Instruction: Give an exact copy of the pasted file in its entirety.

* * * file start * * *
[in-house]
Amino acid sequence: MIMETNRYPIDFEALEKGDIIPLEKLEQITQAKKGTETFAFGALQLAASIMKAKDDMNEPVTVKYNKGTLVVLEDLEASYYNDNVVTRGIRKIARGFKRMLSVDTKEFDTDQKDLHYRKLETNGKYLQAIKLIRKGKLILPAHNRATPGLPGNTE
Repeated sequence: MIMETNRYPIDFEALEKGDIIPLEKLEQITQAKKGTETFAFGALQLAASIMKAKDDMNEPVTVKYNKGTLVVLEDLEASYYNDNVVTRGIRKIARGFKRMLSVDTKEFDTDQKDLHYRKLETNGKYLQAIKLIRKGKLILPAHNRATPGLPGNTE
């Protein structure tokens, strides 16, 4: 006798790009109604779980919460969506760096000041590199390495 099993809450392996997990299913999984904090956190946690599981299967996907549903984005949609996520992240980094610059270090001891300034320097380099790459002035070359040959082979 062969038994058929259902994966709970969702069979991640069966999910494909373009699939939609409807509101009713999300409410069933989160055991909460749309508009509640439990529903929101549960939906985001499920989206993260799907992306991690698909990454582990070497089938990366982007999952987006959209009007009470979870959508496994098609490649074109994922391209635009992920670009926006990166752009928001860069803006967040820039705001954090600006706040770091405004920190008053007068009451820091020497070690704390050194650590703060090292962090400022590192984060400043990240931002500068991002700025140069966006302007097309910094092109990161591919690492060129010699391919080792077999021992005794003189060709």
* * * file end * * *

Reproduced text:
[in-house]
Amino acid sequence: MIMETNRYPIDFEALEKGDIIPLEKLEQITQAKKGTETFAFGALQLAASIMKAKDDMNEPVTVKYNKGTLVVLEDLEASYYNDNVVTRGIRKIARGFKRMLSVDTKEFDTDQKDLHYRKLETNGKYLQAIKLIRKGKLILPAHNRATPGLPGNTE
Repeated sequence: MIMETNRYPIDFEALEKGDIIPLEKLEQITQAKKGTETFAFGALQLAASIMKAKDDMNEPVTVKYNKGTLVVLEDLEASYYNDNVVTRGIRKIARGFKRMLSVDTKEFDTDQKDLHYRKLETNGKYLQAIKLIRKGKLILPAHNRATPGLPGNTE
């Protein structure tokens, strides 16, 4: 006798790009109604779980919460969506760096000041590199390495 099993809450392996997990299913999984904090956190946690599981299967996907549903984005949609996520992240980094610059270090001891300034320097380099790459002035070359040959082979 062969038994058929259902994966709970969702069979991640069966999910494909373009699939939609409807509101009713999300409410069933989160055991909460749309508009509640439990529903929101549960939906985001499920989206993260799907992306991690698909990454582990070497089938990366982007999952987006959209009007009470979870959508496994098609490649074109994922391209635009992920670009926006990166752009928001860069803006967040820039705001954090600006706040770091405004920190008053007068009451820091020497070690704390050194650590703060090292962090400022590192984060400043990240931002500068991002700025140069966006302007097309910094092109990161591919690492060129010699391919080792077999021992005794003189060709």